- Buy pre-cut packages of fruits or vegetables for snacks, instead of chips or candy.
- Keep a bowl of fruit in sight, or wherever you go first to find a snack. If you see them, you will eat them.
- Add fruit to food you already eat, like cereal, oatmeal, pancakes, yogurt and salads.
- Add veggies to food you already eat, like pasta dishes, canned soups, frozen pizza.
- Shred carrots or zucchini into meatloaf, quick bread, muffins.
- Use chunky salsa instead of thick, creamy snack dips.
- Dip fruit in yogurt, low calorie pudding, peanut butter.
- Dip veggies in salsa or low calorie dressings.
- Fill half your dinner plate with vegetables.
- Include a green salad with your dinner every night.
It’s summer. BBQ’s, patios and sunshine. It just feels right to indulge while relaxing at the cottage or in the back yard. However with a little bit of awareness you can stay on top of your fitness and health so you’re not playing catch up the rest of the year.
1. Plan for flexibility. Watch for changes in routine. Are you a social eater or do you snack when you’re alone? If you’re running late to something, do you have a tendency to grab something unhealthy on the go? Keep health snacks on hand and plan in advance for the random changes in summer. For longer road trips, locate in advance the grocery stores you will pass. Stop and buy fresh fruit, vegetables and prepared deli food. Or purchase fresh fruit and vegetables from roadside stands. Always have a water bottle so you don’t get dehydrated, and use that water to wash any produce.
2. Avoid dog days of summer boredom. Sometimes you’re just relaxing and maybe a bit bored. Be careful that you’re not snacking out of boredom. Download an audio book or podcasts to keep you entertained.
3. More people doesn’t mean more food. If you are a social eater, treat yourself to a reasonable portion of something that you love. Pick one treat. Don’t have chips, beer and wings. If you love beer, have one with a healthier meal. If you don’t love beer but you love wings, drink a low-calorie alcoholic beverage or water and indulge in a few wings. Stay hydrated. That way you won’t mistake dehydration for hunger. If you are attending an event at someone’s home, offer to bring something. That way you have at least one healthy option.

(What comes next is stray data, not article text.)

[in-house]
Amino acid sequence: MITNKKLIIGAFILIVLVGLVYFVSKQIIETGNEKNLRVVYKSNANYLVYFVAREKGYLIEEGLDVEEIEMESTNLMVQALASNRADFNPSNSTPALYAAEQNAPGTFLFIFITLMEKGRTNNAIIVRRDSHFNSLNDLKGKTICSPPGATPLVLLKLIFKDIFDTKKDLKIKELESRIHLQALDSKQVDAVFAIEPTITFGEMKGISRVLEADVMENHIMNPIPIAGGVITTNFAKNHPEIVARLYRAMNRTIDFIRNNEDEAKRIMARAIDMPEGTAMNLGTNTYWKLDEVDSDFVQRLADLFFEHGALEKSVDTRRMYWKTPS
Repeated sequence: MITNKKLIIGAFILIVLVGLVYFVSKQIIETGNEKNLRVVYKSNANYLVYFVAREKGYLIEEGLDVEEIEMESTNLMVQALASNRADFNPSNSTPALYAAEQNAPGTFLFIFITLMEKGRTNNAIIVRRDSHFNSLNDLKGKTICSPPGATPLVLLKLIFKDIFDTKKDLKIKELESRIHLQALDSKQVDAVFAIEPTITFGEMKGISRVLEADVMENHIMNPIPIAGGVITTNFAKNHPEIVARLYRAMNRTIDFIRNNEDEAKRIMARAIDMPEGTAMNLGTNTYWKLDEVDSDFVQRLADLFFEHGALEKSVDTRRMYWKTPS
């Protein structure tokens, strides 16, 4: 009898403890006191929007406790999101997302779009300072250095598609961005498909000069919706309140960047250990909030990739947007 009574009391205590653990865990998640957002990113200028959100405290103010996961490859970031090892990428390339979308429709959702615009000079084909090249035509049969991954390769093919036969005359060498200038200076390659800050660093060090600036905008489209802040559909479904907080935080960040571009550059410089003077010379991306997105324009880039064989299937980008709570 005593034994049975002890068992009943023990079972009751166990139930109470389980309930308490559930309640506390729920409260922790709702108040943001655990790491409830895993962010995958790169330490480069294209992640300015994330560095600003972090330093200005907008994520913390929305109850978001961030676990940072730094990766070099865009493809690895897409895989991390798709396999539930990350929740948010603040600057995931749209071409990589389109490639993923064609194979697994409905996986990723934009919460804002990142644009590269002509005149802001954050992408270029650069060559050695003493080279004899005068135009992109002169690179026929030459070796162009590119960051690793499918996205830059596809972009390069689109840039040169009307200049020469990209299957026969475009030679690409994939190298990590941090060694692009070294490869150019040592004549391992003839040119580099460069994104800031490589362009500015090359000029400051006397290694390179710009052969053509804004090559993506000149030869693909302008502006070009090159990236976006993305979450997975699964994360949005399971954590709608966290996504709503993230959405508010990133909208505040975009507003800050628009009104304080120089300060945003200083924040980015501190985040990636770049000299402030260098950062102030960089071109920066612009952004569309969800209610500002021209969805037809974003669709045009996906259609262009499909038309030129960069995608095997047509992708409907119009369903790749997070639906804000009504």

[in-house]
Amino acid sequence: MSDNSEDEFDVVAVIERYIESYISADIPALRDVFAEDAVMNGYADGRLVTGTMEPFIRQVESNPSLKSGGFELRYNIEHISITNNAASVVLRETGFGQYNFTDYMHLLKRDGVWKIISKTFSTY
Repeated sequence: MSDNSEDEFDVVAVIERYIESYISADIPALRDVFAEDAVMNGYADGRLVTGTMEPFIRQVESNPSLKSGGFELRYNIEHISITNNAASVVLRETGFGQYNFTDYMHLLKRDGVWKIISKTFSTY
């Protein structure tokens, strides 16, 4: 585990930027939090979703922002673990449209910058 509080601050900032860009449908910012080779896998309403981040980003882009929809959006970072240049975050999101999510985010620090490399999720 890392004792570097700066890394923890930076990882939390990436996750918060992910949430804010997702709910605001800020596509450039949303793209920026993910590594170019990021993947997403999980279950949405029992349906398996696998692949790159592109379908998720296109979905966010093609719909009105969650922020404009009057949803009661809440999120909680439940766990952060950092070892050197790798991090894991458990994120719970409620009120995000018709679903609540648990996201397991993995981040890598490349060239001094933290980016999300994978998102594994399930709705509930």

4. Make good Patio/restaurant food choices. Before going to a restaurant, preview the menu online and decide what you will eat. On arrival, don’t look at a menu. Order your predetermined choice. Place your cutlery down between bites so that your brain has time to register that you are full.
5. Make exercise part of your vacation. Don’t let a change to your routine be an excuse not to exercise. You don’t need a gym to get a good workout; you can move and be active anywhere! Explore your vacation destination on foot or on a bike. Use your activity tracker and take advantage of even higher step counts on vacation explore days.
Summer is full of fun and yes some indulgence, but it’s still possible to make healthier choices. It just takes some awareness and advance planning. If you make a choice you are not proud of, don’t feel guilty. Instead, use it as learning experience so you can make a more informed choice next time. Moderation is the key and your future self will be grateful.Leave a Comment »